The Hurghada Environmental Protection and Conservation Association (HEPCA) is a leading non-governmental organization (NGO) working in the field of marine and land conservation. Work together with members and partners HEPCA develops and maintains a large number of projects and campaigns that help to ensure the preservation and sustainability of the Red Sea environment for the future. As a non-profit organization, it relies on support from individuals and other organizations that believe in maximizing their contribution to our world. We believe that achieving a sustainable future requires objective scientific data from the field and that the scientific process must engage the general public if it is to change the world. To that end, we involve people from all walks of life directly in global field research.
Red Sea Dolphin Project
The Egyptian Red Sea south of Marsa Alam, where tourism is still in its early stages, seems to represent a rare example of unspoiled marine wilderness. Indications from previous dedicated research highlight that this largely untouched marine area is home to extraordinarily beautiful coral reefs, dolphins, dugongs, turtles, whale sharks, manta rays and other creatures, collectively known as marine “charismatic megafauna”. From what is known about development programmes, it is highly likely that the Southern coast of Egypt will be the object of “traditional” tourism development in the near to medium future, catering to mass tourism similar to that in Hurghada and Sharm-el-Sheikh, which is certain to lead to the decline and possibly the disappearance of its valuable habitats and associated flora and fauna. In contrast to the possibility described above, a brighter scenario can be imagined. Areas of highest ecological interest can be identified and steps taken to allow tourism development to proceed in a sustainable way that allows these endangered natural resources to continue to flourish.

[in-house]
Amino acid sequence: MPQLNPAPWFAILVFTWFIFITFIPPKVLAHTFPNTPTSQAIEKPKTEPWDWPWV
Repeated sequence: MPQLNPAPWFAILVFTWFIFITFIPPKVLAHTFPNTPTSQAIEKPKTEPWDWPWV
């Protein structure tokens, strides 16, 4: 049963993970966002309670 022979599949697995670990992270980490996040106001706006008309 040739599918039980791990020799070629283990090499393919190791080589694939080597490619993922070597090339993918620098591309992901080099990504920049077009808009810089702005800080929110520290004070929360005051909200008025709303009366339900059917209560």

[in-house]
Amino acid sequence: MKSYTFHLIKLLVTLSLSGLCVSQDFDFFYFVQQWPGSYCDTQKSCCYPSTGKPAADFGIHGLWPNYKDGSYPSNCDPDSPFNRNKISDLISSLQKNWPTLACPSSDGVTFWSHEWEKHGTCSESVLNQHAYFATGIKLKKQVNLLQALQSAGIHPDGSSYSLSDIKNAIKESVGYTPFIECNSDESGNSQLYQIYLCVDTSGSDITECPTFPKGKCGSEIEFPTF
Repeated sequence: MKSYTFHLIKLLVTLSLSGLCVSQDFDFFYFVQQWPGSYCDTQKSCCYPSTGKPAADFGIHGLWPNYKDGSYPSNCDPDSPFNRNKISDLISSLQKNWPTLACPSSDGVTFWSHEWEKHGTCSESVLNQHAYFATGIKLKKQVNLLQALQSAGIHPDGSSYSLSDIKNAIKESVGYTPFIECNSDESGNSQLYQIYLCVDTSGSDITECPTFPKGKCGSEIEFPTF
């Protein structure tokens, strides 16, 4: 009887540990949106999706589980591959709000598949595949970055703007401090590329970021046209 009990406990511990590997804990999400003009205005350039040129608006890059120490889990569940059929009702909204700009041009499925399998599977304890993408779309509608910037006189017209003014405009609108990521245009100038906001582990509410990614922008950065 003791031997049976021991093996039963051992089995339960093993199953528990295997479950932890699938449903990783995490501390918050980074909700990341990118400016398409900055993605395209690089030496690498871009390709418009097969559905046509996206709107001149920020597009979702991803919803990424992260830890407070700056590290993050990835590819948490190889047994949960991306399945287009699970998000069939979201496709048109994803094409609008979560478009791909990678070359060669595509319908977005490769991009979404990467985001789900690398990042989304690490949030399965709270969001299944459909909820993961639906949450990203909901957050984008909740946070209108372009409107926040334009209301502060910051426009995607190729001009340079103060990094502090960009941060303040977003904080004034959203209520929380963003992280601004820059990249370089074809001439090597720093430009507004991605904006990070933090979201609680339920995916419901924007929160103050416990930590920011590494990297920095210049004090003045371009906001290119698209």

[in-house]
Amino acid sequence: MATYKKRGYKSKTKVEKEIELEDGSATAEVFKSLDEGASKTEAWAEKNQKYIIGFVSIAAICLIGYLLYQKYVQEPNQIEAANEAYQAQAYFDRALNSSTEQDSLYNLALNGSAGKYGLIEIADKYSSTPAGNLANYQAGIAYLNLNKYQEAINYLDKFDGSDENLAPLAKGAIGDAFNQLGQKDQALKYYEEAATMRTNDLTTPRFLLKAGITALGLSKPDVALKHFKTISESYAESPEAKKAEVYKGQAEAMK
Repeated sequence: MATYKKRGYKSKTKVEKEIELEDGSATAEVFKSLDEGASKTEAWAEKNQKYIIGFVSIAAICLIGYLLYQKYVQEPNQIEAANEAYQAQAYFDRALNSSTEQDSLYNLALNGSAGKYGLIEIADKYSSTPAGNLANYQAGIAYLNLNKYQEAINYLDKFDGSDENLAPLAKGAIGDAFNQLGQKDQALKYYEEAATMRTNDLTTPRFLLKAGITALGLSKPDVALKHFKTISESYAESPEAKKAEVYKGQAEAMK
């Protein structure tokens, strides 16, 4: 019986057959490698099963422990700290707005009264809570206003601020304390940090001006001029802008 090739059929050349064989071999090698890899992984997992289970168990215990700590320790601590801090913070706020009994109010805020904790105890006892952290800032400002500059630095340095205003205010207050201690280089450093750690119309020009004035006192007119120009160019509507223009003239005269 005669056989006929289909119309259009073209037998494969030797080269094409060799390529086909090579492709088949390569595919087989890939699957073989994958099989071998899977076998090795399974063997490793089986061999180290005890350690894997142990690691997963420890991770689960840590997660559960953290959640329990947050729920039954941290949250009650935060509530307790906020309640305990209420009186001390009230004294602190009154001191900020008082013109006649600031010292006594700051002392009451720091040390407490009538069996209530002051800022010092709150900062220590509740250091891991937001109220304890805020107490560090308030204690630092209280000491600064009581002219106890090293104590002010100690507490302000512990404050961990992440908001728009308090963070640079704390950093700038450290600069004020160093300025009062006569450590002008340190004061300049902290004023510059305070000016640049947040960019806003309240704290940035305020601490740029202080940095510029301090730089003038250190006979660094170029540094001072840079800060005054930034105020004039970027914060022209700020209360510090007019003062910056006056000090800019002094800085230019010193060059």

This boat-based project intends to investigate the southern areas of the Red Sea with the main aims to contribute to the existing knowledge of Red Sea cetaceans and advance our understanding of their ecology and distribution.
To achieve this aim a marine mammal survey, both visual and acoustic, will be carried out, and volunteers will help on observation at sea and data collection. Passive acoustic monitoring is particularly useful for detecting offshore dolphins and during occasional night-time navigation. During the mammal survey, a monitoring of offshore reef will be carried out when the navigation is not possible due to bad sea state condition. The overall goal of this project is to provide high quality data that will supply detailed information on the abundances of all cetaceans, make possible the mapping of the habitat distributions of the key species, and allow us to underline potential threats.
This study will make valuable information available to policy makers and environmental managers. This information will include the development of widely-applicable management measures and a proposal for the development of a network of marine protected areas.